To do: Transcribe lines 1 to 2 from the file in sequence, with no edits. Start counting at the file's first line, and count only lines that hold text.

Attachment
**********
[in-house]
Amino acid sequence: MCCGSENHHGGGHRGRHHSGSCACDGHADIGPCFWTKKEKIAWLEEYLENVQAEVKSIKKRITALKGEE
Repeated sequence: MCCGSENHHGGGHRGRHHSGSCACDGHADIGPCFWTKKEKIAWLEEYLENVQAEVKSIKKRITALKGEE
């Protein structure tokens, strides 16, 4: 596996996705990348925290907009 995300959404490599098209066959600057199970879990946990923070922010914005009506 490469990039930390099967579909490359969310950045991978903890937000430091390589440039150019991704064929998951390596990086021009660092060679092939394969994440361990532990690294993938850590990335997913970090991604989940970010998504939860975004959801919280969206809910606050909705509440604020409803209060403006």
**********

[in-house]
Amino acid sequence: MCCGSENHHGGGHRGRHHSGSCACDGHADIGPCFWTKKEKIAWLEEYLENVQAEVKSIKKRITALKGEE